(ELEPHANTS/CIRCUS ANIMALS) INDIA — The Animal Welfare Board of India (AWBI) recently announced their decision to end the registration of elephants for performances.
Following a nine-month-long investigation of the country’s circuses that revealed widespread animal cruelty, the AWBI is finally putting an end to the elephants’ suffering.
The decision was made at the AWBI’s general meeting in August after an authorized investigation took place. The minutes of the meeting were just released to the public.
In the same meeting, the AWBI also announced its intentions to ban all animals used in Indian circuses within a year.
“Animals used in circus are treated brutally. They are kept hungry and cruel treatment is meted out to them. Hence, there is widespread demand for the ban of animals in circus shows,” the Secretary of the Animal Welfare Board of India, S. Uma Rani, told the Times of India.
PETA’s investigation of 16 Indian animal circuses revealed miserable conditions for all animals involved. Of the circuses that were inspected, 12 had elephants present at the time of inspection.
PETA released the following observed abuses:
- Nearly constant chaining, including with spikes, resulting in abrasions and other injuries.
- Elephants subjected to routine abuse, often with weapons.
- The use of visually impaired elephants.
- Elephants with untreated wounds.
- Missing elephants and deaths.
- Elephants not registered with the AWBI forced to perform illegally.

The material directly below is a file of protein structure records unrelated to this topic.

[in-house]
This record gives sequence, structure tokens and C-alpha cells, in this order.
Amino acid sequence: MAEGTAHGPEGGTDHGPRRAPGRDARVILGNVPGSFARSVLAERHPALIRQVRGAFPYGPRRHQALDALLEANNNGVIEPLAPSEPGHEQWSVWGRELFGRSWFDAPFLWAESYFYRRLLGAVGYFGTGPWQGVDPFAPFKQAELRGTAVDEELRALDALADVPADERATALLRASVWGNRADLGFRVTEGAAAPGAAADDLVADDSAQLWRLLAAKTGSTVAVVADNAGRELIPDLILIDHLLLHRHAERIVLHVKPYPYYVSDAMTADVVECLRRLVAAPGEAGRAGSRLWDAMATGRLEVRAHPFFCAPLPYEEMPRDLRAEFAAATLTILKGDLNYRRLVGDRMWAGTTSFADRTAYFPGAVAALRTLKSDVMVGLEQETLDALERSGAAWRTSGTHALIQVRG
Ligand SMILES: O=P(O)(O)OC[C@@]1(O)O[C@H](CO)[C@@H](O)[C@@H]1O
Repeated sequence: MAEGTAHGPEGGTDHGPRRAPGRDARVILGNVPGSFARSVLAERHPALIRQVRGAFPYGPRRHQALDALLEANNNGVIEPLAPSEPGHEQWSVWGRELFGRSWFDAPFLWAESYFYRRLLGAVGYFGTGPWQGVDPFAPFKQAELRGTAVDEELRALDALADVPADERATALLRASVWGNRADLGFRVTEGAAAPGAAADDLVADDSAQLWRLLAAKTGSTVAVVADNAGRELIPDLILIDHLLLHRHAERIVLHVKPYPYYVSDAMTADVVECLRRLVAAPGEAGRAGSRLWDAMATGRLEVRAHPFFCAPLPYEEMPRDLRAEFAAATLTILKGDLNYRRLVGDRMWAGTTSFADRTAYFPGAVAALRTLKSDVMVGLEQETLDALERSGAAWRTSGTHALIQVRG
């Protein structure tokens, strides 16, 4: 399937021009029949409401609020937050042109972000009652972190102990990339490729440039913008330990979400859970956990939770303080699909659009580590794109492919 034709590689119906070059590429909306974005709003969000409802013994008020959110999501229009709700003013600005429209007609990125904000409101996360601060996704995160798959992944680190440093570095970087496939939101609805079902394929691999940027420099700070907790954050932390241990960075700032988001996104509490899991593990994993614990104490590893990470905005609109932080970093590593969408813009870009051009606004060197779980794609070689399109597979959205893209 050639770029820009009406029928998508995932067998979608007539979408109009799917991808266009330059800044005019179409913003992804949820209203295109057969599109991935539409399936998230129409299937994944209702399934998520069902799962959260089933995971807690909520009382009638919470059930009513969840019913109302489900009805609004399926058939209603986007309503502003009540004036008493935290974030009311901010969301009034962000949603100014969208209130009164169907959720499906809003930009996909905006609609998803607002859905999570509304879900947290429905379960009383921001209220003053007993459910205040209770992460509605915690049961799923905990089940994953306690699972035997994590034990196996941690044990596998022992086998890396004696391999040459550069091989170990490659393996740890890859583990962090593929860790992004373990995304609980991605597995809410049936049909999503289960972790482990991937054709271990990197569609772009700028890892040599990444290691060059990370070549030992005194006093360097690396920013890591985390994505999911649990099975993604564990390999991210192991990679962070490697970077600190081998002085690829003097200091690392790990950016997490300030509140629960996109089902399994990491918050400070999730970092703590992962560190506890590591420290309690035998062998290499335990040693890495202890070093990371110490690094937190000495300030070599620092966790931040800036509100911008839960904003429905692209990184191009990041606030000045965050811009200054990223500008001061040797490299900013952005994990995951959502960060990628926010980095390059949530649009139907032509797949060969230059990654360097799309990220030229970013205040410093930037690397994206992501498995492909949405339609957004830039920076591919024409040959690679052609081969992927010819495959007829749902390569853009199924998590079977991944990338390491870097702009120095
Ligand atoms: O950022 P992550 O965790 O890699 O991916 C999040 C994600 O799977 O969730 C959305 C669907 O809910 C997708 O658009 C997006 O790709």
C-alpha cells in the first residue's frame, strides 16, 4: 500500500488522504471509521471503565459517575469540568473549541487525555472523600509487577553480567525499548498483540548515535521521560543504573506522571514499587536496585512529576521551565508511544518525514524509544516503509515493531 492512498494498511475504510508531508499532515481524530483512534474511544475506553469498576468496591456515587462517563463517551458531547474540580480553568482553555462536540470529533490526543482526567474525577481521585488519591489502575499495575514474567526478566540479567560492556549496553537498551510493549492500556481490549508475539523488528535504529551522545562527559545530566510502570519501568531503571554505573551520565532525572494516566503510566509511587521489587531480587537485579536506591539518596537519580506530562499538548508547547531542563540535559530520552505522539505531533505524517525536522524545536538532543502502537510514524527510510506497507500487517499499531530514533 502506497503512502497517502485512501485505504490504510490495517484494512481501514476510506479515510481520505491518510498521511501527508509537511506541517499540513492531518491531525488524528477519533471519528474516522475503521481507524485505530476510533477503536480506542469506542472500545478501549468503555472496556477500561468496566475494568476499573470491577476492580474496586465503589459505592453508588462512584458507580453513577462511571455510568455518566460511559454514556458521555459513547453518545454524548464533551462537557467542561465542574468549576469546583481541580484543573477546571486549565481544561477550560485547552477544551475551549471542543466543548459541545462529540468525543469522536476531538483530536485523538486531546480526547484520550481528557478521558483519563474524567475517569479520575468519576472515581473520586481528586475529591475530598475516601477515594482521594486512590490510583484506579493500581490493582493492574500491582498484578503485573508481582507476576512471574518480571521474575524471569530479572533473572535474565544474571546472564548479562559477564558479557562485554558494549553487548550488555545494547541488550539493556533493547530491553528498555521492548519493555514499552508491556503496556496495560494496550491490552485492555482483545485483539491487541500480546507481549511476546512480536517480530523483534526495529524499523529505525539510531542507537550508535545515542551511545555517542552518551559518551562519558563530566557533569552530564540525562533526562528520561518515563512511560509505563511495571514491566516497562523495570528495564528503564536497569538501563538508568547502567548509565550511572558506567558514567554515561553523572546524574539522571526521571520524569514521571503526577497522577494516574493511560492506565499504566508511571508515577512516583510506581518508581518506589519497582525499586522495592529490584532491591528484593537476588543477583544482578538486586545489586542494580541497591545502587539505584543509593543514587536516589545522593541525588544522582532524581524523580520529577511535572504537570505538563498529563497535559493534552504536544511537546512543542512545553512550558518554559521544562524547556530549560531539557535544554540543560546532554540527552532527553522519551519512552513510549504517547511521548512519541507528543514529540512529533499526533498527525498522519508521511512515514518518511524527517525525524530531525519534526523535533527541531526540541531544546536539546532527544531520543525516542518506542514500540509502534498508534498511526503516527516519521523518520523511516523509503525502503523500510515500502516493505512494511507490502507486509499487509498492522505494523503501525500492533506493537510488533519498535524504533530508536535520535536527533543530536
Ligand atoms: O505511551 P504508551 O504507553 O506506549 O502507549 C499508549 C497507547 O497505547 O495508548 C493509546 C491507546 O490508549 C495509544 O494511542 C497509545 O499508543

- Animals illegally forced to perform acts not registered with the AWBI.
- Elephants showed signs of severe psychological distress.
- Drunken mahouts and trainers handling elephants.
- Poor and inadequate food and water.
- Elephants held captive solely for exhibition purposes.
- Sometimes a lack of shelter.
- The Rajkamal Circus illegally kept an elephant tusk.
- The use of elderly elephants.
Bollywood star John Abraham is one of many to stand behind the campaign to end this abuse. In a letter to the Indian government, he writes, “Unlike human performers, animals are forced to entertain through the use of fear, pain or hunger.”
Abraham urged officials to make the compassionate choice. Shilpa Shetty, Vijender Singh, and Wayne Parnell are just a few other high-profile activists to speak out for performing elephants.
“This is a fantastic step towards animal protection in India. We are thrilled that the Animal Welfare Board of India has acknowledged the inherent abuse suffered by circus elephants, and stopped their use.
Elephants are intelligent, social animals that need a large amount of space, a natural social network and a great deal of stimulation. Our investigations have shown time after time that wild animals such as elephants suffer greatly in captivity, especially under the impoverished conditions provided by traveling circuses. The temporary and transient nature of circuses means that even with the best will in the world, circuses cannot provide animals with adequate facilities to keep them physically or psychologically healthy.
We look forward to India enacting a full ban on circus animals within the year and hope that soon all countries, including the UK, will follow suit and stop the suffering of animals in circuses.”
— Kayla Newcomer, exclusive to Global Animal